Cyber Security Best Practices
Reduce your risk
Adopting best practices for cyber security.
Most cyber crime today is enabled by human error – trusting instructions that are sent electronically, or being taken in by complex scams in which criminals pose as clients, vendors, employees, executives, or other professionals in order to gain access to financial assets.
We recommend adopting and maintaining a set of best practices to protect against cyber crime.
Modify behaviors to reduce the likelihood of cyber crime.
- Follow safe password practices: change passwords regularly; keep them private; avoid passwords with personal significance; punctuate passwords with numbers and special characters, and use random keyboard patterns.
- Do not reply if you get an email or pop-up message that asks for personal or financial information. Legitimate companies and government agencies do not ask for this information via email. Always be wary of any message that asks for your personal information or messages that refer you to a web page asking for these details.
- Never enter your password after following a link in an email you don’t trust. It is always better to go directly to the site using a trusted bookmark.
- Never send your password via email.
- Only sign into your account when you are 100% certain you are on the real site.
- Be cautious about opening attachments or downloading files from unfamiliar sources. These files can contain viruses or other software that can weaken your computer’s security.
- Don’t give unauthorized individuals access to your business computers – especially critical for laptops that employees may take home.
- Do not trust anything you receive via email, even if it’s coming from someone you know and trust. Always call to verify. Especially ACH and wire instructions.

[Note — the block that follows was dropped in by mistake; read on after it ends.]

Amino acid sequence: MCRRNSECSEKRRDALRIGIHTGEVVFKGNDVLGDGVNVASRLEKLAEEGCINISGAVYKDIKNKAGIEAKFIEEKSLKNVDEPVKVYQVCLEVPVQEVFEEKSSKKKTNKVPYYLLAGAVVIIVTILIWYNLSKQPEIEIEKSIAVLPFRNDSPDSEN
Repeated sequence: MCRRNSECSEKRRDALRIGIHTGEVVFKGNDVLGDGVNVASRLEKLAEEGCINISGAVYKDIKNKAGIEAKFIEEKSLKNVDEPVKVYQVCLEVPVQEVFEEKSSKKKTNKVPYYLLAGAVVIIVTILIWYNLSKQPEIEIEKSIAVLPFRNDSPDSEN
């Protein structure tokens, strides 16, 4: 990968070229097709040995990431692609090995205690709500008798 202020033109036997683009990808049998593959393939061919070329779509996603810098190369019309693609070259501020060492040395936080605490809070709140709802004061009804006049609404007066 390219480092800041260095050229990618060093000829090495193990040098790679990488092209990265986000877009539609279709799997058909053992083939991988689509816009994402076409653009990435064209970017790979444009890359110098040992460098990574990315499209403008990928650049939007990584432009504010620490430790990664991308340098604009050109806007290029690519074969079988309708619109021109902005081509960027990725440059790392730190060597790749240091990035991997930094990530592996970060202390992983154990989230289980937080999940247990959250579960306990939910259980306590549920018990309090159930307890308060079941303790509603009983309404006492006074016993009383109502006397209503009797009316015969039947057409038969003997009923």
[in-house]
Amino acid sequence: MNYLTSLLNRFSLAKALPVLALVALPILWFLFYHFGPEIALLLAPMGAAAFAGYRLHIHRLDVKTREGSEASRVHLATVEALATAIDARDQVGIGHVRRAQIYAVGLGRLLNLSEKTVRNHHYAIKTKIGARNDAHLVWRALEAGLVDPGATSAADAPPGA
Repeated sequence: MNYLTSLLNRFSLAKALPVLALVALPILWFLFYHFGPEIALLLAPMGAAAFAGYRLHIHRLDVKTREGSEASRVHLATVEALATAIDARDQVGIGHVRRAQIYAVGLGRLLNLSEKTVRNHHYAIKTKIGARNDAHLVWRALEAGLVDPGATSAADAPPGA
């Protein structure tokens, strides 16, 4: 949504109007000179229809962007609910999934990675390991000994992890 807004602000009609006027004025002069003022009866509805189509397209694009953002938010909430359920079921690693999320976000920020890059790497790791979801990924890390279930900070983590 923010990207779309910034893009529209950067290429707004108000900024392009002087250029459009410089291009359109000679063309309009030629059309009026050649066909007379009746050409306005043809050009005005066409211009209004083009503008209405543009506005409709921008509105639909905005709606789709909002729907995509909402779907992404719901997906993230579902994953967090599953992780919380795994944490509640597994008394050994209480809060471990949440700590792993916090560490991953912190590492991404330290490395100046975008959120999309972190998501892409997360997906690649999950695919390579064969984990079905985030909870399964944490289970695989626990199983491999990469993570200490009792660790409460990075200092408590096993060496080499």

- If a vendor or customer changes their billing account, call them to verify the change. Too often, hackers are posing as a customer or vendor and the email isn’t actually coming from who you think it’s coming from.
Install software layers that can help protect data, transactional security and assets.
- Keep your computer operating system software up to date.
- Install IBM® Security Trusteer Rapport® and run it on your browser every time you log into online banking. Click here for more information, or for a free download.
- Install anti-virus software and anti-spyware software on every computer in your business. Some phishing emails can contain software that can harm your computer or track your activities on the Internet without your knowledge. Anti-virus software can help protect you from inadvertently accepting such unwanted files.
- Install a firewall on your personal computer or business’ internal network. A firewall helps make you invisible on the Internet and blocks all communications from unauthorized sources. It is especially important to run a firewall if you have a broadband connection.
- Secure your business’ WiFi networks and passwords
- Be aware of workstation red flags:
- Slow or sluggish performance
- Computer takes abnormally long time to start up
- Your browser's home page has changed
- New icons and shortcuts appear on your screen
- Advertisement windows start popping up and often cannot be closed
Establish business practices that can help prevent fraud.
- Educate all of your employees about the risks of clicking on links in emails and sharing business information via phone or email with people they don't know or trust.
- Set up protocols for dual control on wires and ACH transactions, so that transactions can’t happen without two approvers. This way if a fraudster initiates a transaction, you or another designated signer can stop it before the transaction goes out.
- Back up sensitive data like customer information on a daily or weekly basis.
- Create separate user accounts for every employee, and only grant administrative privileges to trusted staff.
- Only provide employees with access to the data systems they need to do their jobs.
- Do not allow employees to install software without permission.
- Change passwords every three months.